The ReFS file system got its name by being the “resilient file system.” It uses a feature called integrity streams to keep the file system healthy. Even so, ReFS volumes can become corrupt due to any number of underlying storage problems.
Microsoft makes it possible for administrators to fix the problem. That’s the good news. The bad news is that if you create an ReFS volume using default options, repairing corrupt files and folders may not be an option. You may have little choice but to restore the volume from backup. There are two things you need to do to be able to recover from corruption on an ReFS volume.
The first thing that you will have to do is to enable integrity streams for file data. Integrity streams work by creating checksums for volume data and metadata. The ReFS file system can determine whether a particular object is corrupt by comparing an object to its checksum.
It is worth noting that ReFS integrity streams are enabled by default for file system metadata. If however, you want to use integrity streams at the file level or at the volume level, you will have to enable the integrity streams manually. Microsoft presumably leaves file and volume level integrity streams disabled because of their impact on storage performance.
To check and see if integrity streams are enabled for a particular resource, use the Get-FileIntegrity cmdlet. In doing so, you will need to provide the -Filename switch, followed by the path and filename of the file that you wish to examine. If, for example, you wanted to look at a file named E:\DFS 1.jpg, then you would use this command:
Get-FileIntegrity -FileName ‘E:\DFS 1.jpg’
As you can see in Figure 1, the results indicate that file integrity is not enabled for this particular file.
Integrity streams are not currently enabled for this file.
If we wanted to enable integrity streams for this particular file, we could do so by using the Set-FileIntegrity cmdlet. The command is as follows:
Set-FileIntegrity -FileName ‘E:\DFS 1.jpg’ -Enable $True
As you can see in Figure 2, integrity streams are now enabled for the file. For this demonstration, I have enabled integrity streams for a single file, but you can enable integrity streams at the folder level, or even for an entire volume.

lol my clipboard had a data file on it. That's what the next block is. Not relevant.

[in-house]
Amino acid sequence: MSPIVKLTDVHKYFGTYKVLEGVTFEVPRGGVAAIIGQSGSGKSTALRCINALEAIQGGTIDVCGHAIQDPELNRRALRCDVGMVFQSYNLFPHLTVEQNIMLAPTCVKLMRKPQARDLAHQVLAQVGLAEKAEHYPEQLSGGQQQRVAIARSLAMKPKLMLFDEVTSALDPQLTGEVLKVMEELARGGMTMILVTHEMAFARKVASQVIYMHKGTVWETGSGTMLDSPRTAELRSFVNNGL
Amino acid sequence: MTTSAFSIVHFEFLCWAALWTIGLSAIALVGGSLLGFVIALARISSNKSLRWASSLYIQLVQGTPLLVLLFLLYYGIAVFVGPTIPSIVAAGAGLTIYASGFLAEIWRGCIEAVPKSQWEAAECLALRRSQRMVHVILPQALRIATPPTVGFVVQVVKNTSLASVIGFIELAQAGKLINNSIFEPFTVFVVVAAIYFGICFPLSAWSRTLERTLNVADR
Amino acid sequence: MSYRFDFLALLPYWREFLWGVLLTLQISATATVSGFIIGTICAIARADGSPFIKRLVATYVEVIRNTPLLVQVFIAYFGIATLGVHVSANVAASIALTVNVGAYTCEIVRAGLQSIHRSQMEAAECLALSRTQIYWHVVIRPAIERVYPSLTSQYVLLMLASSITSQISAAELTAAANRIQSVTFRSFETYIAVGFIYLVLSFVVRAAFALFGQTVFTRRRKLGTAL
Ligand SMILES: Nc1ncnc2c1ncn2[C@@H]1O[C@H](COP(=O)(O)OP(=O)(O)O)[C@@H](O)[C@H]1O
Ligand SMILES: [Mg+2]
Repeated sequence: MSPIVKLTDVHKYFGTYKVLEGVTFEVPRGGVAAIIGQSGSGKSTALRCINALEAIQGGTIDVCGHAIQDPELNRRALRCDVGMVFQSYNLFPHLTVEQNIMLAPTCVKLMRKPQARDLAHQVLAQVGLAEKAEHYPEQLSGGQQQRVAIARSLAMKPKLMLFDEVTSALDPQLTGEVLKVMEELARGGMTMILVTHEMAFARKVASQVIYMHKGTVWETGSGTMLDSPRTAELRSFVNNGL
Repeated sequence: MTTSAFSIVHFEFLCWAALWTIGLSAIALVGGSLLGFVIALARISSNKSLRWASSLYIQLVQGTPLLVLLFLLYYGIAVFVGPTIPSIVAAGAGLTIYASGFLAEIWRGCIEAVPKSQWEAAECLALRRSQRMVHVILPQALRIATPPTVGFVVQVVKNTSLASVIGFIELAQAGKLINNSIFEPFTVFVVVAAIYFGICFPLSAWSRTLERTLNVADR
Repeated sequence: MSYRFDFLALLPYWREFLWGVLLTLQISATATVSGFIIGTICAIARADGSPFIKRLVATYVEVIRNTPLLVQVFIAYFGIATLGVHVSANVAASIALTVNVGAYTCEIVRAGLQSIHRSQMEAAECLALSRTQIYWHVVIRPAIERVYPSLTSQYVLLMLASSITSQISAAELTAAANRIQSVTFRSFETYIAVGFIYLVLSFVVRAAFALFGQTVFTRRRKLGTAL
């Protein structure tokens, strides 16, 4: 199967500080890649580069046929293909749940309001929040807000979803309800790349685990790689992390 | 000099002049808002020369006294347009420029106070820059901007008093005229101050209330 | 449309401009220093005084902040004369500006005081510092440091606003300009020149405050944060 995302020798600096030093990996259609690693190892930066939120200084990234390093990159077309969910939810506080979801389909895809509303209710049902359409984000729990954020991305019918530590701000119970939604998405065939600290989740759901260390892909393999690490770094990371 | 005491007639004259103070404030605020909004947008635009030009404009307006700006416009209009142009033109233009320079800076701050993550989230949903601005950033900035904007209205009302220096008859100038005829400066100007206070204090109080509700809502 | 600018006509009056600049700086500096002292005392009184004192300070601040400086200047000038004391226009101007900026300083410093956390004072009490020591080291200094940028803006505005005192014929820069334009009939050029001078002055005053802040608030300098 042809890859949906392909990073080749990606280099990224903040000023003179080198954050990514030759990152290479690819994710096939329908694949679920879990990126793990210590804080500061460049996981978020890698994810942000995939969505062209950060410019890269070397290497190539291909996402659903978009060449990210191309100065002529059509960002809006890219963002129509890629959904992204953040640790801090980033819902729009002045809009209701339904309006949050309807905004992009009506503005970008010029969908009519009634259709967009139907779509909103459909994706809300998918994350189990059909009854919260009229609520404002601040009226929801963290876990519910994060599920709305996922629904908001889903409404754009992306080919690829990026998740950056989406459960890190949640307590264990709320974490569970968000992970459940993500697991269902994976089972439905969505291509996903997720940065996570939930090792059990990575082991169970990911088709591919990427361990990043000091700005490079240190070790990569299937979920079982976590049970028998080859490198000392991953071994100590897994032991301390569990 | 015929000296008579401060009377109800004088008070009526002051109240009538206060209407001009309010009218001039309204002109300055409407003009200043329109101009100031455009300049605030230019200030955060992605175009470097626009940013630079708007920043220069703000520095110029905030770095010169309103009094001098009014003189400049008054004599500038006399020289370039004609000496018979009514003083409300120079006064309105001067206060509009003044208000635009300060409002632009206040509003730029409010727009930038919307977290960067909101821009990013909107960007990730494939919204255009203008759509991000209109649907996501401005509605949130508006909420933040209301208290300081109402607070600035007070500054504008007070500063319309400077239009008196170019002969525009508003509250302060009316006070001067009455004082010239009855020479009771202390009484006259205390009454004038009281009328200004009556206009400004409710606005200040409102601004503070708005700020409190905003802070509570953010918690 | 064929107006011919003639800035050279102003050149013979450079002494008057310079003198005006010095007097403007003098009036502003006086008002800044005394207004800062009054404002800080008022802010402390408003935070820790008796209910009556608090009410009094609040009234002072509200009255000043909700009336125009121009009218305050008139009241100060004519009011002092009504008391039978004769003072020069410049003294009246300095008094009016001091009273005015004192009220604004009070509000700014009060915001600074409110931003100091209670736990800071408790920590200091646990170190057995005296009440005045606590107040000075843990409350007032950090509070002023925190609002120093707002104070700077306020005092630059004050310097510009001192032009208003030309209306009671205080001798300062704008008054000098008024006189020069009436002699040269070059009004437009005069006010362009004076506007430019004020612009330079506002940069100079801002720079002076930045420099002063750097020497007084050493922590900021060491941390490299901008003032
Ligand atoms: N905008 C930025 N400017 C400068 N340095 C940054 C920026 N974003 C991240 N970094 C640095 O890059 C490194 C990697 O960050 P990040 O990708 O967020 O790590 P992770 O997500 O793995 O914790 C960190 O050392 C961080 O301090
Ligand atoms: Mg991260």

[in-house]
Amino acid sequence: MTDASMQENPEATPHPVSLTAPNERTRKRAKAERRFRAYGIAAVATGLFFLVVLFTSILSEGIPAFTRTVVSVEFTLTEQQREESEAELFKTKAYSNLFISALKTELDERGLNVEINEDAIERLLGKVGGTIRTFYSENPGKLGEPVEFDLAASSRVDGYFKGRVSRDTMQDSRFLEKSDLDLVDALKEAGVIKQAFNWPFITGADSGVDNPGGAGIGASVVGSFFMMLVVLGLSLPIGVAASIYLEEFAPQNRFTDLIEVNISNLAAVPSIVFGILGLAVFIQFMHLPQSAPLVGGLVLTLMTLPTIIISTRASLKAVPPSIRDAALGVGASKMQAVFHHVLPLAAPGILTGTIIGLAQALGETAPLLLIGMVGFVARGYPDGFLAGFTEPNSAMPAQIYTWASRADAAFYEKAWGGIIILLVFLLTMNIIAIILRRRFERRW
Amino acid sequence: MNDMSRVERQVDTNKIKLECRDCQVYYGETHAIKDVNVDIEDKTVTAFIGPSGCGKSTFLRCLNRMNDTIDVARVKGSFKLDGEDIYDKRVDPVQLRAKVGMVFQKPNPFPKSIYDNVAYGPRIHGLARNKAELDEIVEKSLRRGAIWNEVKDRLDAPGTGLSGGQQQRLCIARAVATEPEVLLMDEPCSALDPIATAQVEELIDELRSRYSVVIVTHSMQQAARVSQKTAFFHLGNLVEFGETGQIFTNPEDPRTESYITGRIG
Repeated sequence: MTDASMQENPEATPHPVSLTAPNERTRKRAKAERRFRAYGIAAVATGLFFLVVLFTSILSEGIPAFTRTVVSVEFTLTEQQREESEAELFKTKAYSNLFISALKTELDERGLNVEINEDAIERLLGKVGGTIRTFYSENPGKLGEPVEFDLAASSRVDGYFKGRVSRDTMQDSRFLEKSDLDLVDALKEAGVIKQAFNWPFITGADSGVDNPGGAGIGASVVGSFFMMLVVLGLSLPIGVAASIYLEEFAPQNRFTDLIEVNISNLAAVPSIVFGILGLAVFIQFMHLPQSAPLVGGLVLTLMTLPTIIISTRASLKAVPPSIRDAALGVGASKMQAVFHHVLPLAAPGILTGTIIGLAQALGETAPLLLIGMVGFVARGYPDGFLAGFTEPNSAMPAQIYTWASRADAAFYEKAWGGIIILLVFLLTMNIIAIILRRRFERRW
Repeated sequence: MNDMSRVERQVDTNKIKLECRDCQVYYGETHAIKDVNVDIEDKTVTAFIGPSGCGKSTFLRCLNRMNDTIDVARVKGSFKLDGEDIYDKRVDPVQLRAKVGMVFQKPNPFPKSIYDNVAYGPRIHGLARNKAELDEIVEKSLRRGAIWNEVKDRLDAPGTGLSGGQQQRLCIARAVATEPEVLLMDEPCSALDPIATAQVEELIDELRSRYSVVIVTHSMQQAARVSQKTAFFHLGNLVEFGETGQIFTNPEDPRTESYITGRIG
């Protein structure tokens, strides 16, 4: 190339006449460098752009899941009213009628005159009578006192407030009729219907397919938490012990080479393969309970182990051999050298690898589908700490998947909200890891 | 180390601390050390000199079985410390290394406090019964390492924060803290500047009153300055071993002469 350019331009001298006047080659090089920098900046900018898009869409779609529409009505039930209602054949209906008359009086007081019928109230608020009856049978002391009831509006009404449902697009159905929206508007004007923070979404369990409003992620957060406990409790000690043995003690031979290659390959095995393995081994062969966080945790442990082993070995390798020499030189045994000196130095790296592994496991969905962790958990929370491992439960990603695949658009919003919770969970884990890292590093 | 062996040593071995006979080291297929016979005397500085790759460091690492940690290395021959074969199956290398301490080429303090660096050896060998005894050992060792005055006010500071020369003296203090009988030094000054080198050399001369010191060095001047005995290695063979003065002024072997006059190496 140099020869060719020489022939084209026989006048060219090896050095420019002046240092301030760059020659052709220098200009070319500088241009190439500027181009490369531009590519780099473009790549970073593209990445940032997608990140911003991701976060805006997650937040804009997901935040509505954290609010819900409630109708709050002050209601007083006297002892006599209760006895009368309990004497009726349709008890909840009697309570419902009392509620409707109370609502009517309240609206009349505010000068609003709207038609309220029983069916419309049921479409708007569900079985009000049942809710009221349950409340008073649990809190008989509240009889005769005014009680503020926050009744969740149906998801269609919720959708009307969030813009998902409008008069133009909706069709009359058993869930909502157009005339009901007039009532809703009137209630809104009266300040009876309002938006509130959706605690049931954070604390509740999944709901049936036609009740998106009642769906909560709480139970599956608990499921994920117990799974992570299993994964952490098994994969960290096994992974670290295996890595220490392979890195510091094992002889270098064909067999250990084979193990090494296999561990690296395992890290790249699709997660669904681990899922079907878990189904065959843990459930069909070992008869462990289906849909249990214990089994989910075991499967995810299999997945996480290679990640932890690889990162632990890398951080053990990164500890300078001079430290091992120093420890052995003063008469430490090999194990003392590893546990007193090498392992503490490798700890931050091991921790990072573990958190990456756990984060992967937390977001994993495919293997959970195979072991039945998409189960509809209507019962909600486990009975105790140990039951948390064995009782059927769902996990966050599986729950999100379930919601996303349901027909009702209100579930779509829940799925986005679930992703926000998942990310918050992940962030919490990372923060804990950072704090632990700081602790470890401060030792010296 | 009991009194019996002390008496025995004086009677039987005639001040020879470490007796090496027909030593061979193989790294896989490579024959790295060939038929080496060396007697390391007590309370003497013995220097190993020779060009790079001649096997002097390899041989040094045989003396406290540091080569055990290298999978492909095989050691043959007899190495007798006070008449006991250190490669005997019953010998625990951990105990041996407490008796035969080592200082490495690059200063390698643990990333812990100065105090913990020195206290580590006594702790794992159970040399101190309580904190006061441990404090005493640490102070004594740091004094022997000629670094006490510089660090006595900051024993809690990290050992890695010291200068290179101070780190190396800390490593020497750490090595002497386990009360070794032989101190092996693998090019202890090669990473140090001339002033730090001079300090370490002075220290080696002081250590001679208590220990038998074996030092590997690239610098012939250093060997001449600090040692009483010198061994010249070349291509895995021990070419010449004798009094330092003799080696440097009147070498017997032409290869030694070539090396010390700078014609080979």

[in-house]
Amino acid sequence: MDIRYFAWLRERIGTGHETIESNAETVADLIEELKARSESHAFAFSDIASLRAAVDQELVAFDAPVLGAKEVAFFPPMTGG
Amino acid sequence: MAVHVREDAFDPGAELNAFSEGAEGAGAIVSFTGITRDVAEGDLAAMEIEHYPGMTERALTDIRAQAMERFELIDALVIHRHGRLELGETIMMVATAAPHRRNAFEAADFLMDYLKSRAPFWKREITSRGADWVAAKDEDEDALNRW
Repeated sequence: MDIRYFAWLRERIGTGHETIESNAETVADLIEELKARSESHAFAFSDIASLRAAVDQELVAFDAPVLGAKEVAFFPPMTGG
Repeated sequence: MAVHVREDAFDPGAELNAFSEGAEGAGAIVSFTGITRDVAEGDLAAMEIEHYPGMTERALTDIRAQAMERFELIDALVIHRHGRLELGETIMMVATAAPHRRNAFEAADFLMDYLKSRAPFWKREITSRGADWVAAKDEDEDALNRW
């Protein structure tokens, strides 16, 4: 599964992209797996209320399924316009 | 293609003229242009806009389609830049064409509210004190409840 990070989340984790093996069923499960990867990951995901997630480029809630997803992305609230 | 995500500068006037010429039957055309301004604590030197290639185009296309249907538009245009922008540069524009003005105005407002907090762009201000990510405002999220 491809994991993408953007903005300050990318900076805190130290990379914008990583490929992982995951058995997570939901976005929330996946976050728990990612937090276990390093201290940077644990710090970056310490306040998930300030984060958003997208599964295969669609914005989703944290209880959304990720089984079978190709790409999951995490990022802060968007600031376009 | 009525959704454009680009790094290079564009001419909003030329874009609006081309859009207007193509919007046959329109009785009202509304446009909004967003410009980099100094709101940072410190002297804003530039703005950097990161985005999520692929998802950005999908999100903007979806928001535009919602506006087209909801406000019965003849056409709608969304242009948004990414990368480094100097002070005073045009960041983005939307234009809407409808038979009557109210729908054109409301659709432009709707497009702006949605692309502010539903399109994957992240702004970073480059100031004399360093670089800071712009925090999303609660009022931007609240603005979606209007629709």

Integrity streams are now enabled.
The second thing that you will need to do to be able to recover from corruption on an ReFS volume is to enable storage redundancy. More specifically, the data will need to reside on a resilient mirror or on a volume with parity enabled through Storage Spaces Direct.
If you have enabled integrity streams for the files on a volume and you the volume physically resides on redundant storage within Storage Spaces Direct, then there is a good chance that the repair will happen automatically. The ReFS file system uses a mechanism called an integrity scrubber to automatically track down and repair corruption. However, you can also manually repair corruption by using the Repair-FileIntegrity cmdlet.
To use this cmdlet, simply append the -Filename parameter followed by the path and filename of the file that you want to repair. If for example, if I wanted to repair the E:\DFS 1.jpg file, the command would look like this:
Repair-FileIntegrity -FileName ‘E:\DFS 1.jpg’
When you use this command, the ReFS file system will compare the file to its checksum to determine if corruption exists. If corruption is found, a copy of the data is retrieved from the redundant storage and the file is repaired. When that happens, PowerShell will not produce any visible output. If, however, the volume is hosted on non-redundant storage, you will see an error message like the one shown in Figure 3 and the data will not be repaired.
The file cannot be repaired because no storage redundancy exists.
The big takeaway here is that if you are using the ReFS file system then you really need to be using integrity streams and storage redundancy if you are to get the most out of it. The one caveat to this is that you may not be able to use integrity streams if doing so negatively impacts the storage performance in a noticeable way.
If you do happen to experience corruption on an ReFS volume, but are not using integrity streams or are not using redundant storage, there is one thing that you can try doing to repair the volume. Before you do what I am about to show you, however, it’s important to make a backup because this technique has the potential to cause further damage. With that said, you can try using this command:
Repair-Volume -DriveLetter E -OfflineScanAndFix
This command will take the volume offline and attempt to correct any errors that may exist. It will bring the volume back online when the process completes. You can see what happens when I run the command against a healthy volume in Figure 4. Incidentally, this technique can also be used on NTFS volumes.
This command attempts to perform an offline volume repair.